YES. All the manipulation of the Word documents are made by Word itself. Or starting from Word itself or starting Word from Access.

My problem is only related on how to display the content of the Word docx in a Access form. In this Access form, linked to a dynaset/query/ several records, I have a multi tab control: in the first page there are metadata, in the second page the full name of the file and the preview of the file. This last preview is causing me troubles.

After perousing in the docx preview, the user will start the real work which will be delegated to Word.
 
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lauro

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Since Word provides a pretty good interface for editing any document, I agree with Doc, I would open the document from Access so the user can edit it. I do have applications where I export to word and do some formatting before saving the document. I also have applications where I use OLE to populate bookmarks in documents created by the user. Both of those activities are different from what you described. I don't like putting Access in the middle when it is the user who will actually be doing the updating.
Thanks for the contribution.
As I said to Doc, Word is taking care of the editing/manipulation.
My problem is how to display docx file inside access forms.
Lauro
 

isladogs

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I changed my Office 365 subscription to Insider, first Current Channel then Beta. In both cases I connot use the "change to" option which is grayed. Could it be a geographic limitation? (I live in Italy).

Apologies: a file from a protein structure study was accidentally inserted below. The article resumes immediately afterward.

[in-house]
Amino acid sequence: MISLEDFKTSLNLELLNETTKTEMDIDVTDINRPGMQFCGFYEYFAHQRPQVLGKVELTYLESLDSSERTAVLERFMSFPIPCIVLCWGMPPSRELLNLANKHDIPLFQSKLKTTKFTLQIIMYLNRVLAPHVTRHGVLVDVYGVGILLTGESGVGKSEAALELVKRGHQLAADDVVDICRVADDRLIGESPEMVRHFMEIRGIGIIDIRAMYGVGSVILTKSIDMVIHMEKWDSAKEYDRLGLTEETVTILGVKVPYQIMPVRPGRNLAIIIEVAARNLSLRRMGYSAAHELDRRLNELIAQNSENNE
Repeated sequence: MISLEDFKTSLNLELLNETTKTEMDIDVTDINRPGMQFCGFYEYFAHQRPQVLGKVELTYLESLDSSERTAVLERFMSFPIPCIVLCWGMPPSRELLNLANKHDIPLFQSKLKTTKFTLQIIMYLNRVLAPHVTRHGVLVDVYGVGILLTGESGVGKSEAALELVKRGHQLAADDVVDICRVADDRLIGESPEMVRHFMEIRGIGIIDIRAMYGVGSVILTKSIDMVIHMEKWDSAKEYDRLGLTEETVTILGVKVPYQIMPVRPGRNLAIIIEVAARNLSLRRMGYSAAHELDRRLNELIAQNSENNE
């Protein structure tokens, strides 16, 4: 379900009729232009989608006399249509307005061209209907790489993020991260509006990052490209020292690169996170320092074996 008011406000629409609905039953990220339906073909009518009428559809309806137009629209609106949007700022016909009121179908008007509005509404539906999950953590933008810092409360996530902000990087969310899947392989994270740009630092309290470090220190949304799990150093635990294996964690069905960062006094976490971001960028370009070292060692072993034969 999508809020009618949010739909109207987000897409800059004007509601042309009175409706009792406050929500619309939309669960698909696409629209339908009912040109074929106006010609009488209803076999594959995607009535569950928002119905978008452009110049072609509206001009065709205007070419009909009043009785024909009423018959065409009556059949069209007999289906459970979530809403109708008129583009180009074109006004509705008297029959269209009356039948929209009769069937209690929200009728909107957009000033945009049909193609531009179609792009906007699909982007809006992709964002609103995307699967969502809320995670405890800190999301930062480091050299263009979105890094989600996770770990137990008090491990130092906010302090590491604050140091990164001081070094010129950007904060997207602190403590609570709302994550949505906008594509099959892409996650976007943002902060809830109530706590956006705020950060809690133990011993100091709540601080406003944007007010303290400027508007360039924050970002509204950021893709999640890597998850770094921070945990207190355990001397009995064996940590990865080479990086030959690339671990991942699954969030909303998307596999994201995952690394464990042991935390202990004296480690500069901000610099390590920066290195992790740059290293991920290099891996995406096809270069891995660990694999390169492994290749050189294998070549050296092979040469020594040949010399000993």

If I will succed to use this new Web Browser Control and insert it in my Access Form, the final user of my solution needs to have the last Edge version installed on his/her computer? Or will it works whatever browser they have?
From the last posts of the thread you mentioned seems that both PDF and Docx files could be corectly displayed in the new control. Right?
Thanks, again
Lauro
Hi @lauro
I'm not aware of any geographical restrictions jn the use of the new Edge browser control. In any case, it should be released to the current channel in the next few weeks.
The browser control is totally independent of whichever browser app is used. However, end users will need to have a version of A365 that supports the new control. Older versions of Access won't get it.

In the other thread, it was stated that both online and local PDFs work in the new control. Online Word docs will work using redirection as explained by @mohsin Mailk. However AFAIK, local Word docs do not work now and will not work in future. That's why I suggested using PDFs or just open in Word.
 

The_Doc_Man

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After perousing in the docx preview, the user will start the real work which will be delegated to Word.

Getting Access to display a Word document inside an Access form HAS to include Word itself, since Access (which is not a word processor) cannot actually read and interpret Word document format. One of those other methods you didn't like - for instance, an OLE link or hyperlink - will be needed since they can bring Word into the operation... with this warning: If you have the document open via some other method, Word will potentially balk at modifying a file that is already open by another process. Which means you would have to release the document via the other method first. In essence, you run into Windows file locking if you are not careful.
 

Pat Hartman

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What is the perceived benefit of displaying the document constrained by a browser control on an Access form?
 

lauro

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What is the perceived benefit of displaying the document constrained by a browser control on an Access form?
In that Form with a MultiTab control the user can see all the documents satisfying the research criteria: in one page the metadata, in another the actual document. Probably having only the metadata is not enough. On the other end, opening every document is too cumbersome.
After the choice of the document for the editing, the document is opend by Word.